I’ve done most of my analysis on the 2008 elections, since the first election after redistricting will be a Presidential year election, and I wanted to compare apples to apples. But let’s take a look at some non-Presidential year numbers to see what they tell us as well:

2010 2010 2010 2006 Dist White LCT BAR Moody ============================= 01 31.5 23.8 23.2 37.1 02 36.3 27.5 26.4 35.5 03 33.6 26.6 27.5 34.2 04 32.9 24.1 23.3 43.2 05 38.3 28.9 28.8 43.5 06 41.9 35.2 34.4 45.4 07 40.5 28.9 28.3 37.4 08 27.1 19.0 18.0 32.7 10 41.2 31.8 30.7 46.3 11 23.9 16.8 15.7 33.1 12 41.7 35.6 34.6 46.7 13 24.7 16.5 15.6 34.0 14 41.8 34.7 33.6 50.6 17 41.2 31.6 30.3 47.3 19 28.1 19.5 18.2 36.5 21 38.8 30.7 29.3 43.7 22 37.3 29.1 27.6 38.3 23 43.8 37.8 34.8 51.1 24 36.2 29.0 29.5 38.4 25 41.4 32.4 31.3 47.9 26 34.6 27.8 27.6 39.3 27 40.0 32.2 29.4 49.9 31 36.6 29.5 27.8 41.9 32 42.1 33.0 35.3 43.3 33 39.5 33.1 31.9 43.0 36 32.8 24.8 23.4 44.4 09 76.6 72.8 71.2 73.9 15 53.7 49.4 45.7 55.5 16 60.0 54.8 53.1 69.8 18 79.6 73.8 72.8 78.6 20 57.1 51.4 46.8 62.1 28 59.0 53.5 50.3 61.5 29 69.1 63.9 61.3 69.0 30 81.1 78.4 77.1 79.2 34 55.7 52.2 46.8 62.2 35 59.9 53.6 50.1 65.5

White is Bill White, LCT is Linda Chavez-Thompson, the 2010 Democratic nominee for Lt. Gov., BAR is Barbara Radnofsky, the 2010 nominee for Attorney General, and Moody is Bill Moody, who ran for State Supreme Court in 2006 (and in 2002 and 2010, but never mind that for now). White was by far the top Democratic votegetter in 2010, earning about 400,000 more votes than most of the rest of the Dems, all of which came out of Rick Perry’s totals. Radnofsky was the Democratic low scorer, as Greg Abbott topped the GOP field – he had about 115,000 more votes than Lt. Gov. David Dewhurst – and won a few crossover votes of his own in doing so. Moody was the top Dem in 2006.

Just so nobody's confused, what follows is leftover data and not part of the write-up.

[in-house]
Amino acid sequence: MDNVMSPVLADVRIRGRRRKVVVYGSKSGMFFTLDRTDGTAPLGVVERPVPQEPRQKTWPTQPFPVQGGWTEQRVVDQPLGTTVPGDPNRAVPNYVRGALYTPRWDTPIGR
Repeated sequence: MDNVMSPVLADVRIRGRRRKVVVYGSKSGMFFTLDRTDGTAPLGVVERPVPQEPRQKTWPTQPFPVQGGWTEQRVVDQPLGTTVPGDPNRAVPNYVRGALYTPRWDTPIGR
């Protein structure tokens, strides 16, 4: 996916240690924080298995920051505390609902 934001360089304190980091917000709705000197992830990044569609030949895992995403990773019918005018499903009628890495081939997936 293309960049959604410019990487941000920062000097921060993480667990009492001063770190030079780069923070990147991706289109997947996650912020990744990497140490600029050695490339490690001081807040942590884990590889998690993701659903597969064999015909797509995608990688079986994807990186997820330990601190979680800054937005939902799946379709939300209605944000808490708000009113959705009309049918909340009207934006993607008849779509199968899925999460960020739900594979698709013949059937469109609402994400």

BAR’s numbers represent a worst case scenario. Three districts drawn for Democrats – Ruben Hinojosa’s CD15, Charlie Gonzalez’s CD20, and the “new” CD34 (which is really Solomon Ortiz’s old district with a different number) would fall under these conditions. The good news, if you want to look at it that way, is that BAR lost by over 30 points. LCT, who lost by “only” 27 points, won all 10 of these districts; she didn’t get a majority in CD15 but she did carry it by two points and about 2,000 votes. Barring a repeat of 2010 or unfavorable demographic changes, these districts should continue to lean Democratic even in bad years. That said, if I had absolute control over who ran for what, I’d give serious thought to finding a successor for the 71-year-old financially troubled Rep. Hinojosa, on the theory that it’s better to defend an open seat in a year where the wind will probably be at your back than in a year where maybe it won’t be.

I included Moody’s 2006 numbers because I wanted to show what things might look like in a year where Republican turnout isn’t crazy off-the-scale high. The comparison is a bit skewed because the 2008 and 2010 reports from the Texas Legislative Council include third-party candidate, but reports from before then do not. There was a Libertarian candidate in the Moody-Don Willett race in 2006, and that candidate got about 4%, so Moody’s numbers here are all a bit high. Still, you see that he won CD23, lost CD27 by a hair (less than 300 votes), and – surprise! – won CD14. I still believe that the underlying fundamentals of that district are going the wrong way, but who knows? The right candidate with the right message could make life interesting in 2014.